Mayhew A, Mullins TL, Ding L, Rosenthal S, Zimet G, Morrow C, Kahn JA. Risk perceptions and subsequent sexual behaviors after HPV vaccination in adolescents. Pediatrics. 2014;133(3):404-11.
Mullins TL, Griffioen AM, Glynn S, Zimet GD, Rosenthal SL, Fortenberry JD, Kahn JA. HPV vaccine communication: perspectives of 11-12 year-old girls, mothers, and clinicians. Vaccine. 2013;31(42):4894-4901.
Mullins TL, Rudy BJ, Wilson CM, Sucharew H, Kahn JA. Incidence of sexually transmitted infections in HIV-infected and HIV-uninfected adolescents in the United States. Int J STD AIDS. 2013;24:123-127.
Mullins TL, Wilson CM, Rudy BJ, Sucharew H, Kahn JA. Incident anal human papillomavirus and human papillomavirus-related sequelae in HIV-infected versus HIV-uninfected adolescents in the United States. Sex Transm Dis. 2013;40(9):715-720.
Mullins TL, Zimet G, Rosenthal SL, Morrow C, Ding L, Shew ML, Fortenberry JD, Bernstein DI, Kahn JA. Adolescent perceptions of risk and need for safer sexual behaviors after first human papillomavirus vaccination. Arch Pediatr Adolesc Med. 2012;166(1):82-88.
Mullins TL, Kollar LM, Lehmann C, Kahn JA. Changes in human immunodeficiency virus testing rates among urban adolescents after introduction of routine and rapid testing. Arch Pediatr Adolesc Med. 2010;164(9):870-874.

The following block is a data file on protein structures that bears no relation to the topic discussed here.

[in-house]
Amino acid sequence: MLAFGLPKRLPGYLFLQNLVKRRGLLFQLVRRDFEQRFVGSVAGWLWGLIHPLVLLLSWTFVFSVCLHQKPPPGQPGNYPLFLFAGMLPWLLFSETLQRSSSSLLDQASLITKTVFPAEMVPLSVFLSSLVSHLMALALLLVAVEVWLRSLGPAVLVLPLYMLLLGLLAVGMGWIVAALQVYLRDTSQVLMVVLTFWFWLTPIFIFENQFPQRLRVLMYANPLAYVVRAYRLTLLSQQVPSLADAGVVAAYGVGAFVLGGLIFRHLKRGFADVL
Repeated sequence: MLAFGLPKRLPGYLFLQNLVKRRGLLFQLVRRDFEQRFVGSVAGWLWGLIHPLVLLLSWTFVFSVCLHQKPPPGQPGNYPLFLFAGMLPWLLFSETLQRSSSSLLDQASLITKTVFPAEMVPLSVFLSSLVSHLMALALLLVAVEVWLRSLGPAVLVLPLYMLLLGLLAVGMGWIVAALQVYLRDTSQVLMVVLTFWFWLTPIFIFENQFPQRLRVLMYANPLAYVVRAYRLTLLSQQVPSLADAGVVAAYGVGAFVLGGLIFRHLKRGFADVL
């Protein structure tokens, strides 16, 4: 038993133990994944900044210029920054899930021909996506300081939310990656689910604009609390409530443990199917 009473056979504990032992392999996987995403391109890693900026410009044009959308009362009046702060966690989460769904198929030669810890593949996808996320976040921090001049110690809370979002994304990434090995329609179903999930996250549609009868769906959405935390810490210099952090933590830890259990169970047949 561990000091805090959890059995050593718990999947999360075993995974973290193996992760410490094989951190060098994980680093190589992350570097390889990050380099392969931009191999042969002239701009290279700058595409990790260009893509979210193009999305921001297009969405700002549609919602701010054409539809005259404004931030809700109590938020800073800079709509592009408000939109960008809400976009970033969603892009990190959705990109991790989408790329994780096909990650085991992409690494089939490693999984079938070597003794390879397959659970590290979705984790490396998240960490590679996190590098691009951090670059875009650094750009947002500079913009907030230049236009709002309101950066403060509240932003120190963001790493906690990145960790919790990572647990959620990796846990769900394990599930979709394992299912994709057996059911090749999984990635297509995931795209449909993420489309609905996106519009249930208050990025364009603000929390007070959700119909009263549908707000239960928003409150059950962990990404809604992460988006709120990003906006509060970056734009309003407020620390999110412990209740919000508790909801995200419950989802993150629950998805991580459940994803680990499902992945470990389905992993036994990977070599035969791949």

Kowalczyk Mullins TL, Braverman PK, Dorn LD, Kollar LM, Kahn JA. Adolescent preferences for human immunodeficiency virus testing methods and impact of rapid tests on receipt of results. J Adolesc Health. 2010;46(2):162-168.
Physician Attitudes toward New Biomedical HIV Prevention Interventions in Youth. Principal Investigator. Mentored Patient-Oriented Research Career Development Award (K23), Eunice Kennedy Shriver National Institute of Child Health and Human Development (NICHD), National Institutes of Health (NIH). 2013-2018.
ATN 111 Follow Up Study: Clinician Attitudes and Behaviors Regarding Use of Pre-exposure Prophylaxis (PrEP) for Primary HIV Prevention after Experience with a PrEP Demonstration Project among Adolescents. Adolescent Trials Network for HIV/AIDS Interventions. 2015-2016.